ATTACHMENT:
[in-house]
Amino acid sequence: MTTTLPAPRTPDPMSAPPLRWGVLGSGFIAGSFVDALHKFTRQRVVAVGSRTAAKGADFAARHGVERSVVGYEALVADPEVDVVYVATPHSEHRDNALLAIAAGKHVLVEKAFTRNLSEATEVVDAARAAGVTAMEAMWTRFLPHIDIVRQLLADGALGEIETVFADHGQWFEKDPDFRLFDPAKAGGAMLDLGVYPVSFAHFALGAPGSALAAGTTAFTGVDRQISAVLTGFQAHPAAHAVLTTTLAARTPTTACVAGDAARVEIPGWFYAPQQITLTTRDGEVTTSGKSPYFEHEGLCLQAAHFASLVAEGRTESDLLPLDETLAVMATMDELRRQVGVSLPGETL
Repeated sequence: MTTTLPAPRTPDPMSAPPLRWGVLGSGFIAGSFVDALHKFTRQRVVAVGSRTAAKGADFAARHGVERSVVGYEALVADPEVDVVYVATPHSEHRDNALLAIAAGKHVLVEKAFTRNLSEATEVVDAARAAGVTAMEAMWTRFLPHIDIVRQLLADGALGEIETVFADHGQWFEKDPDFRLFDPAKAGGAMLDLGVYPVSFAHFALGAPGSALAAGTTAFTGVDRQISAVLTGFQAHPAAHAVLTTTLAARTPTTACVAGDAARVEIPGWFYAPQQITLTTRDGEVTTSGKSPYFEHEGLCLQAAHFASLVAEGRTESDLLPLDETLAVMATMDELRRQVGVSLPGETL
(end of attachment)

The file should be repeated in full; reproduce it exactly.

[in-house]
Amino acid sequence: MTTTLPAPRTPDPMSAPPLRWGVLGSGFIAGSFVDALHKFTRQRVVAVGSRTAAKGADFAARHGVERSVVGYEALVADPEVDVVYVATPHSEHRDNALLAIAAGKHVLVEKAFTRNLSEATEVVDAARAAGVTAMEAMWTRFLPHIDIVRQLLADGALGEIETVFADHGQWFEKDPDFRLFDPAKAGGAMLDLGVYPVSFAHFALGAPGSALAAGTTAFTGVDRQISAVLTGFQAHPAAHAVLTTTLAARTPTTACVAGDAARVEIPGWFYAPQQITLTTRDGEVTTSGKSPYFEHEGLCLQAAHFASLVAEGRTESDLLPLDETLAVMATMDELRRQVGVSLPGETL
Repeated sequence: MTTTLPAPRTPDPMSAPPLRWGVLGSGFIAGSFVDALHKFTRQRVVAVGSRTAAKGADFAARHGVERSVVGYEALVADPEVDVVYVATPHSEHRDNALLAIAAGKHVLVEKAFTRNLSEATEVVDAARAAGVTAMEAMWTRFLPHIDIVRQLLADGALGEIETVFADHGQWFEKDPDFRLFDPAKAGGAMLDLGVYPVSFAHFALGAPGSALAAGTTAFTGVDRQISAVLTGFQAHPAAHAVLTTTLAARTPTTACVAGDAARVEIPGWFYAPQQITLTTRDGEVTTSGKSPYFEHEGLCLQAAHFASLVAEGRTESDLLPLDETLAVMATMDELRRQVGVSLPGETL